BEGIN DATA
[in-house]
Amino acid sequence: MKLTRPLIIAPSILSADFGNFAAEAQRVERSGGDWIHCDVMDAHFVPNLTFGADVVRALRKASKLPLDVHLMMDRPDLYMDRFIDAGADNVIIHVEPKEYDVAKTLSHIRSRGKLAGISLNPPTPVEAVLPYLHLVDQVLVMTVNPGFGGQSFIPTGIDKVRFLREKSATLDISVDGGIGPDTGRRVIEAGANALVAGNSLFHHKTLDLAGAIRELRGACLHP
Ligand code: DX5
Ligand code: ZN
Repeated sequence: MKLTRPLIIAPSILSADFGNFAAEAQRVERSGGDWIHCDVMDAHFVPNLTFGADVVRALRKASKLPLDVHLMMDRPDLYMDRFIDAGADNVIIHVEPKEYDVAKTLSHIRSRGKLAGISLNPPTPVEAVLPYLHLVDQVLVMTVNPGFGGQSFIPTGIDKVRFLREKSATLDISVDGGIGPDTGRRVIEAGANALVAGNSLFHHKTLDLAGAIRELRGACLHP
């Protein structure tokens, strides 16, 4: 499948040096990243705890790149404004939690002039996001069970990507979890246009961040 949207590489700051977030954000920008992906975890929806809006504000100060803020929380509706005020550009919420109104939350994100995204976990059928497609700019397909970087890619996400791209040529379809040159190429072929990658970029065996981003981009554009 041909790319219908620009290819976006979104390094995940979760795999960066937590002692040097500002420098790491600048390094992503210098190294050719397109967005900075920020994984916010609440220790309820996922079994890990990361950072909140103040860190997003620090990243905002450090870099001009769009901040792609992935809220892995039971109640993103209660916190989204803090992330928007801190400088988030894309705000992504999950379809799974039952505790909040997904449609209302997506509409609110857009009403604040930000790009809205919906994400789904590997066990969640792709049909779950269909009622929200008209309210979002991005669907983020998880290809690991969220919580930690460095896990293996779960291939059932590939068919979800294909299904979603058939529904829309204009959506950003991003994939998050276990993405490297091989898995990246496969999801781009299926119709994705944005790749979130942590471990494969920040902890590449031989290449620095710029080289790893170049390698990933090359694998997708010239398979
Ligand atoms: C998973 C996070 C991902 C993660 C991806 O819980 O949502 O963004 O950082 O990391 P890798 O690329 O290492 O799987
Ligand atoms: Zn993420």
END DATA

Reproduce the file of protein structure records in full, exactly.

[in-house]
Amino acid sequence: MKLTRPLIIAPSILSADFGNFAAEAQRVERSGGDWIHCDVMDAHFVPNLTFGADVVRALRKASKLPLDVHLMMDRPDLYMDRFIDAGADNVIIHVEPKEYDVAKTLSHIRSRGKLAGISLNPPTPVEAVLPYLHLVDQVLVMTVNPGFGGQSFIPTGIDKVRFLREKSATLDISVDGGIGPDTGRRVIEAGANALVAGNSLFHHKTLDLAGAIRELRGACLHP
Ligand code: DX5
Ligand code: ZN
Repeated sequence: MKLTRPLIIAPSILSADFGNFAAEAQRVERSGGDWIHCDVMDAHFVPNLTFGADVVRALRKASKLPLDVHLMMDRPDLYMDRFIDAGADNVIIHVEPKEYDVAKTLSHIRSRGKLAGISLNPPTPVEAVLPYLHLVDQVLVMTVNPGFGGQSFIPTGIDKVRFLREKSATLDISVDGGIGPDTGRRVIEAGANALVAGNSLFHHKTLDLAGAIRELRGACLHP
């Protein structure tokens, strides 16, 4: 499948040096990243705890790149404004939690002039996001069970990507979890246009961040 949207590489700051977030954000920008992906975890929806809006504000100060803020929380509706005020550009919420109104939350994100995204976990059928497609700019397909970087890619996400791209040529379809040159190429072929990658970029065996981003981009554009 041909790319219908620009290819976006979104390094995940979760795999960066937590002692040097500002420098790491600048390094992503210098190294050719397109967005900075920020994984916010609440220790309820996922079994890990990361950072909140103040860190997003620090990243905002450090870099001009769009901040792609992935809220892995039971109640993103209660916190989204803090992330928007801190400088988030894309705000992504999950379809799974039952505790909040997904449609209302997506509409609110857009009403604040930000790009809205919906994400789904590997066990969640792709049909779950269909009622929200008209309210979002991005669907983020998880290809690991969220919580930690460095896990293996779960291939059932590939068919979800294909299904979603058939529904829309204009959506950003991003994939998050276990993405490297091989898995990246496969999801781009299926119709994705944005790749979130942590471990494969920040902890590449031989290449620095710029080289790893170049390698990933090359694998997708010239398979
Ligand atoms: C998973 C996070 C991902 C993660 C991806 O819980 O949502 O963004 O950082 O990391 P890798 O690329 O290492 O799987
Ligand atoms: Zn993420």